The RU-1, RU-2, and Coastal Residential districts include Hosmer Pond, Sherman’s Point, Megunticook Lake, and many acres of historic family farms and forest. I worry that there is a high likelihood that new development in these areas would be far from affordable and that we haven’t fully vetted the implications for certain areas of town that may need more natural resource protection and not less.
ARTICLE 4 asks Camden voters to consider proposed changes to the Charter.
Shall the Town approve the Charter revision dated September 13, 2021, as recommended by the Charter Commission?
The town wrote in its explanatory note: Town charter is a document that defines the organization, powers, functions and essential procedures of the town government. The structure and main body of the current Charter was adopted over 40 years ago. While some specific amendments have been adopted since that time, there is a belief that a comprehensive Charter revision was necessary to eliminate inconsistencies with State Law and current practices, and to best reflect current times and methods of conducting the citizens’ business.
Select Board Recommends: 5-0-0
For more information about the charter changes, read: What are the proposed changes to Camden’s Charter?
ARTICLE 5 asks voters their opinion on certain sewer easements along Atlantic Avenue.
Shall the Town vote to authorize the Town Manager to execute and receive certain easements to and from land owners abutting the sewer line running from southerly side of Atlantic Avenue to an existing Town sewer pump station at the northerly end of the Lyman Morse property (Camden Properties, LLC, Tax Map, 124, Lot 4) so as to clarify the location of the new forced main, allow for temporary construction rights, and release areas of prior sewer easements from the Town back to abutting owners that are no longer needed or necessary, all as depicted on a survey entitled “Sewer Easement Plan”, the Town of Camden by Gartley & Dorsky, dated January 13, 2021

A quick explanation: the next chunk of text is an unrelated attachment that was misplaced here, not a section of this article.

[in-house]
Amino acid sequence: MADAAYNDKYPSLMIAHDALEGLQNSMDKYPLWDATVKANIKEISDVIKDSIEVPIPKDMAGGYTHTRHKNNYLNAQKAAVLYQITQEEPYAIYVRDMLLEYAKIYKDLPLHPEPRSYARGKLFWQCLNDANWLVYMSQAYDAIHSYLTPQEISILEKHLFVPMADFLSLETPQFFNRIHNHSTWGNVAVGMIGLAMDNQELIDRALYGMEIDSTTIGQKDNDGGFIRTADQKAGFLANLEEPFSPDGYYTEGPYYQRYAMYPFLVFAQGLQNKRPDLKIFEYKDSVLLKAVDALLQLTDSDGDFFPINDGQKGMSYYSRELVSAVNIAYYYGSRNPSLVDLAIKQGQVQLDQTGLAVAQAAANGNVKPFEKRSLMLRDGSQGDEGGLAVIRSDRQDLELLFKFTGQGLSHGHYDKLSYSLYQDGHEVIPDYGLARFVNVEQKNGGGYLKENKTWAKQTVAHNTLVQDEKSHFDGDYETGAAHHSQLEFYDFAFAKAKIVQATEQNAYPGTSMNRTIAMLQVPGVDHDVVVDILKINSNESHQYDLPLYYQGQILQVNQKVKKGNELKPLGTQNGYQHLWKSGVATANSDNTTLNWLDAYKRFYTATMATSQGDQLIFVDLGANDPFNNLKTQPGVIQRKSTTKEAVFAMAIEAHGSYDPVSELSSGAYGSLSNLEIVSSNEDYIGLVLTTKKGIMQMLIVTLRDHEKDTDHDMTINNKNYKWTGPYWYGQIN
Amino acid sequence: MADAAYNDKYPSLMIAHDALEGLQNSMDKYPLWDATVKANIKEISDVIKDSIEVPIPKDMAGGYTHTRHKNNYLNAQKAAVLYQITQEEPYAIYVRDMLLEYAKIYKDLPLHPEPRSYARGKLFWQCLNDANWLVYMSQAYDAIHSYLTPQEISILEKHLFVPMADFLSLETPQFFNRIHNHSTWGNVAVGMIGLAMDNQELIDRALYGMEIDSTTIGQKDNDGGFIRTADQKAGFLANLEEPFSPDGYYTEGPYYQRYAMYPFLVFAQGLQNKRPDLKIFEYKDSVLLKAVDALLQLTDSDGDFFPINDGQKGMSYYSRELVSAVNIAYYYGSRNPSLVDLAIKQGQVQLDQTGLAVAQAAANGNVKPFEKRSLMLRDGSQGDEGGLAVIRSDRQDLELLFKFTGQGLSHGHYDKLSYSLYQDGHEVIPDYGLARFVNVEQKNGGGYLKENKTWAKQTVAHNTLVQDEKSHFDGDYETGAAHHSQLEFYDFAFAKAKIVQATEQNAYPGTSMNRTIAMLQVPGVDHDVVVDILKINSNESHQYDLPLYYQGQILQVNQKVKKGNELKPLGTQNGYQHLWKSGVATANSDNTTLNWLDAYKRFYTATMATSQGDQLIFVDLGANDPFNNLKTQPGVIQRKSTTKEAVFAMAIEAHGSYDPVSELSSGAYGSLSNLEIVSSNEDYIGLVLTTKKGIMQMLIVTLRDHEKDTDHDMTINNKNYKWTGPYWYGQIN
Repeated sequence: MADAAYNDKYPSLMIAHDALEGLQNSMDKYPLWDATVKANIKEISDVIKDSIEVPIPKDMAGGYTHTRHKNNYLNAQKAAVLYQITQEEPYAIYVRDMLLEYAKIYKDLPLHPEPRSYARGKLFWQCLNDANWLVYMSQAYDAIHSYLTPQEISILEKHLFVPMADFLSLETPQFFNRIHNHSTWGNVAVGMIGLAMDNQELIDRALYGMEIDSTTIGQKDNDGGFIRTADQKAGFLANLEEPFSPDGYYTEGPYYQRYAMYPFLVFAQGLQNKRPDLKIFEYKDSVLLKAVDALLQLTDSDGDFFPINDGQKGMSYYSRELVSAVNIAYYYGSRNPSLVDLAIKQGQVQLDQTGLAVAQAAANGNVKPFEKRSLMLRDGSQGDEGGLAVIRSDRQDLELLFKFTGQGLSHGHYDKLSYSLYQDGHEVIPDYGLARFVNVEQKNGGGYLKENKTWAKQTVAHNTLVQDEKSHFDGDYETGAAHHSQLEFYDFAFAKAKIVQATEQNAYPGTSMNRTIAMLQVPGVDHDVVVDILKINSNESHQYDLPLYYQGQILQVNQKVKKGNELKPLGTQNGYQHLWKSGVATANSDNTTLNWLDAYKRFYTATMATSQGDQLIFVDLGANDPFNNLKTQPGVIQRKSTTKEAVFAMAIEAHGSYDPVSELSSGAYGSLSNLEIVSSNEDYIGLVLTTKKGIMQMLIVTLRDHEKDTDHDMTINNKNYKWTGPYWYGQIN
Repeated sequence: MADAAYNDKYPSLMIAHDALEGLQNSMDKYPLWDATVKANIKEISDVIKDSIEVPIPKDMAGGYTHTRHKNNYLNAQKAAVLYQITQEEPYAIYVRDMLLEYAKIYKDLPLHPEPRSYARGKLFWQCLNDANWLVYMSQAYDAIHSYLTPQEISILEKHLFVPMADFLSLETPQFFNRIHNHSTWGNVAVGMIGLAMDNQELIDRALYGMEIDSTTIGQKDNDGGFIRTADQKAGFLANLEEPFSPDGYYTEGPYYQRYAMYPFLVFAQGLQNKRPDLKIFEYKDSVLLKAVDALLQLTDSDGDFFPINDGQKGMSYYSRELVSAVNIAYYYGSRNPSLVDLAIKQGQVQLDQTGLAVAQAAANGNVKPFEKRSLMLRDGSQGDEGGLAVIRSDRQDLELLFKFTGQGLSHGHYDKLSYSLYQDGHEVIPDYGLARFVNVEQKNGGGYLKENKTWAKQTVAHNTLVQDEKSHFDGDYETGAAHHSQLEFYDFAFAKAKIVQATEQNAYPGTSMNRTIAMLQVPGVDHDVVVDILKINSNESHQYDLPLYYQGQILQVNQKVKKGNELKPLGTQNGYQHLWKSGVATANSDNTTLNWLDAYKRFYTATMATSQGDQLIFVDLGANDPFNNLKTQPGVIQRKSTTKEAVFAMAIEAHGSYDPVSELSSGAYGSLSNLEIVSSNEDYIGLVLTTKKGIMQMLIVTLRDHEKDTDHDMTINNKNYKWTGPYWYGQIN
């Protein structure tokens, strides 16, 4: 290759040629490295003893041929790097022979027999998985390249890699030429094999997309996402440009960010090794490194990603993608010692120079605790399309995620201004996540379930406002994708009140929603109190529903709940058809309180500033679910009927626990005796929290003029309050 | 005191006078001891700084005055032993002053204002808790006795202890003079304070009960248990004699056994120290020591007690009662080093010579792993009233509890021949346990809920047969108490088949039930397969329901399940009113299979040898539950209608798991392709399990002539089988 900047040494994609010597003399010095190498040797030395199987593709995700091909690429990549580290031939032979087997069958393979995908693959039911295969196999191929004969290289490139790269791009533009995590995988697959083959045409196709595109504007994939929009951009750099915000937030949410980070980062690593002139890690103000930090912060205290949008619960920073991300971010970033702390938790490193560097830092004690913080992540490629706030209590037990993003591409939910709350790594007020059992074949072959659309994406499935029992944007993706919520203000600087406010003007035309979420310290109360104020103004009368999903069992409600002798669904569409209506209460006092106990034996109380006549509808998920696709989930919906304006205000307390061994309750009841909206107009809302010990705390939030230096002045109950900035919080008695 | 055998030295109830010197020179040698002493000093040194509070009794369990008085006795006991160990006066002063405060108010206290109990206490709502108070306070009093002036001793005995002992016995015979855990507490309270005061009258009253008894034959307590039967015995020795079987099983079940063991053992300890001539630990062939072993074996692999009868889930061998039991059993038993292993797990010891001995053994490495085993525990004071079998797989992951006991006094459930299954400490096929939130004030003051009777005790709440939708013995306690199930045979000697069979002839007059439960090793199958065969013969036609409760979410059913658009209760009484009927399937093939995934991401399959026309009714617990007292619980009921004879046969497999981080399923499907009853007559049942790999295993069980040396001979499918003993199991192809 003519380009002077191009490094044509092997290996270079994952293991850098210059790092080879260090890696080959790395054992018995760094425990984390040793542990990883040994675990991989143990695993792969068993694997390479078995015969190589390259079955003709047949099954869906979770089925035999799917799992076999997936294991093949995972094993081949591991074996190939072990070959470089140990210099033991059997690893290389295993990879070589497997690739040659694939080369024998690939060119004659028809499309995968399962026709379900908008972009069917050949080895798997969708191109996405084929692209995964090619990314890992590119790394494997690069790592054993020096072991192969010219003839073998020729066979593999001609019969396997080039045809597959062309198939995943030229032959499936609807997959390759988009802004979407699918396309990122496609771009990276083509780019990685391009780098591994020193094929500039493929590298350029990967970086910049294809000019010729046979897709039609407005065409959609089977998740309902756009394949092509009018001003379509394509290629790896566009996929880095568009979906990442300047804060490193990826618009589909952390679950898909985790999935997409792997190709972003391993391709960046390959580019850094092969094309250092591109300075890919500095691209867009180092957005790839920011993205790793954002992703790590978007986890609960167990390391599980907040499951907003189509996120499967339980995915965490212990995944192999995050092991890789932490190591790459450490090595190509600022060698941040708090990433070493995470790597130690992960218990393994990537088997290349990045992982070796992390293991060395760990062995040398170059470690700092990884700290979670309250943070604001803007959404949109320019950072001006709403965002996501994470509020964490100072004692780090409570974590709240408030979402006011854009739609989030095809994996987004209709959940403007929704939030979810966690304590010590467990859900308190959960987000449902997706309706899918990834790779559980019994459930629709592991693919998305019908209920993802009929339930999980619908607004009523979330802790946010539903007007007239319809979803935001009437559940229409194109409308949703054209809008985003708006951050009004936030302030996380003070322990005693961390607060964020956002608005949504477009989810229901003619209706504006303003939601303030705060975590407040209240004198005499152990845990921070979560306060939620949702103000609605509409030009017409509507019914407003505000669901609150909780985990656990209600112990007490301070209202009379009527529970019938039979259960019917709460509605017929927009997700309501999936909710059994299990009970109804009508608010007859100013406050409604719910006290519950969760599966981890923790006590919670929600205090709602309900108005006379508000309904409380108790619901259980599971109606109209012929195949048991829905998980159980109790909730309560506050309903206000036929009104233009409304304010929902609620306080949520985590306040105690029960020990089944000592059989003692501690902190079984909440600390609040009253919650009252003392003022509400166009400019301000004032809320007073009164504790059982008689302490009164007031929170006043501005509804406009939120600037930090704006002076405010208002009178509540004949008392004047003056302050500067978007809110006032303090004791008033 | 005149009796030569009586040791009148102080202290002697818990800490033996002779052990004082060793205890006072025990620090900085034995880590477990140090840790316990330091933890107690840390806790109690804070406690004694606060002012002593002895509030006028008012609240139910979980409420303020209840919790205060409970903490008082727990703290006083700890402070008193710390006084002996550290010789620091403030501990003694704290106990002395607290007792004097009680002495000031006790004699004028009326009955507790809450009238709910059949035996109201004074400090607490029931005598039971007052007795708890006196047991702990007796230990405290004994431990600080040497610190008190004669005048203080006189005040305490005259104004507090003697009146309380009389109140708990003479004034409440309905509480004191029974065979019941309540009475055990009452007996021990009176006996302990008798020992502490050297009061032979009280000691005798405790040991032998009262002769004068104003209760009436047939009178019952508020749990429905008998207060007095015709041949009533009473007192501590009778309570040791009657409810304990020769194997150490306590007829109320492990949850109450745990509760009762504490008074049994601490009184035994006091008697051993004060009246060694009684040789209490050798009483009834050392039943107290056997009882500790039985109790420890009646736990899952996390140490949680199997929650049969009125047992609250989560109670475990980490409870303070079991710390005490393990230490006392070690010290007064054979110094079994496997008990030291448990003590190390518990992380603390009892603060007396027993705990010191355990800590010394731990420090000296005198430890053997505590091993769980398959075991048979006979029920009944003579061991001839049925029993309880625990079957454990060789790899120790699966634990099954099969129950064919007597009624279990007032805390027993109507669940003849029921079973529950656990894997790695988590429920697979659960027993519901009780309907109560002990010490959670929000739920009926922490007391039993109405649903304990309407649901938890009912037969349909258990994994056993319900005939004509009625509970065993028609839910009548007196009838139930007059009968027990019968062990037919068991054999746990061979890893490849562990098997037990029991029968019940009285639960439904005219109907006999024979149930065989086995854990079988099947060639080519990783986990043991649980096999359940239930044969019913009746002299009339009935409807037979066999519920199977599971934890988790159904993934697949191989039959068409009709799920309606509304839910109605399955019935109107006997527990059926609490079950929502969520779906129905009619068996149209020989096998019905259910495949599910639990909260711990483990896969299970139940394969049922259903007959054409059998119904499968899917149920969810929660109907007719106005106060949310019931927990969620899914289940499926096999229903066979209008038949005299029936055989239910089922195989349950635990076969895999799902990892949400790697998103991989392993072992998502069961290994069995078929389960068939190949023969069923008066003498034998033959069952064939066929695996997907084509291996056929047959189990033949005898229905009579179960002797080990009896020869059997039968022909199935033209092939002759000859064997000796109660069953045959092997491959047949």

In its explanatory note, the town wrote: Securing these easement agreements will allow the Town to proceed with replacing the sewer force main that currently runs under the Camden Harbor from the Sea Street pump station to Bay View Street pump station. The new sewer force main will run overland from the Sea Street pump station across the back of the properties on Sea Street, down Atlantic Avenue to connect the portion of the force main that was installed on Main Street and Commercial Street to the Bay View Street pump station on the Public Landing.
ARTICLE 6 is the result of a debate that the Charter Commission had with the Select Board concerning how to ask voters if they want to do away with the current, and age-old method of holding town meeting.
Do you favor changing the method of voting on the Annual Town Budget to paper ballot (referendum) instead of the current method of voting in person by show of hands at the open Town Meetings?
The town wrote in its explanatory note: Due to the state of emergency caused by the pandemic, the town’s citizens have voted on the annual budget appropriations and borrowing by paper ballot, either by absentee or at the Camden Public Safety Building, for two consecutive years. This non-binding article is to gauge voters’ interest in having the Town continue that method of voting on the budget. Any recommendation for a change to the Charter to vote by referendum (paper ballot) will require public hearings and approval by the voters of the Town.